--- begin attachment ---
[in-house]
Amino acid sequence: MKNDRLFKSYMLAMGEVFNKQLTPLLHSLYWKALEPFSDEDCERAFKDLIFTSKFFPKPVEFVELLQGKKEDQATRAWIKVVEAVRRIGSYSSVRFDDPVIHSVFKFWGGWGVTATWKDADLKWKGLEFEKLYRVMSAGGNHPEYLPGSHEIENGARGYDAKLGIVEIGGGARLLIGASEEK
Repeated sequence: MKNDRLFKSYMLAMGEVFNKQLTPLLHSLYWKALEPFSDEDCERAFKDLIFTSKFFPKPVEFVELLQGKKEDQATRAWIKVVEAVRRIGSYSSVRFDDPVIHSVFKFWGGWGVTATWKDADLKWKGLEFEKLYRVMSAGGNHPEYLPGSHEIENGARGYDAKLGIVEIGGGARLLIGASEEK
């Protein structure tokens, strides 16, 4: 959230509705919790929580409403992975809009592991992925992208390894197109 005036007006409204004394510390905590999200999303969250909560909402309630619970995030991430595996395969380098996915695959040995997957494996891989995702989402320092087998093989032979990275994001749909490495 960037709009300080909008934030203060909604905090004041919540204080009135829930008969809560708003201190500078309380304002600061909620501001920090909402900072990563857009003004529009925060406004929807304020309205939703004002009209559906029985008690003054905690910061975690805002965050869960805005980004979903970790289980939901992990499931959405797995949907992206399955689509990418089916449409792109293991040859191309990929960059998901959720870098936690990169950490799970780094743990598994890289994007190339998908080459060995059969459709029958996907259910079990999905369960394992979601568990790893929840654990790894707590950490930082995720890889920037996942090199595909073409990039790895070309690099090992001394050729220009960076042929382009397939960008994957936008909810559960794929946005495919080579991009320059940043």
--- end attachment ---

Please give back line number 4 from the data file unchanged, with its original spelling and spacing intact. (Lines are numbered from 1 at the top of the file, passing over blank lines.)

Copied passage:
């Protein structure tokens, strides 16, 4: 959230509705919790929580409403992975809009592991992925992208390894197109 005036007006409204004394510390905590999200999303969250909560909402309630619970995030991430595996395969380098996915695959040995997957494996891989995702989402320092087998093989032979990275994001749909490495 960037709009300080909008934030203060909604905090004041919540204080009135829930008969809560708003201190500078309380304002600061909620501001920090909402900072990563857009003004529009925060406004929807304020309205939703004002009209559906029985008690003054905690910061975690805002965050869960805005980004979903970790289980939901992990499931959405797995949907992206399955689509990418089916449409792109293991040859191309990929960059998901959720870098936690990169950490799970780094743990598994890289994007190339998908080459060995059969459709029958996907259910079990999905369960394992979601568990790893929840654990790894707590950490930082995720890889920037996942090199595909073409990039790895070309690099090992001394050729220009960076042929382009397939960008994957936008909810559960794929946005495919080579991009320059940043």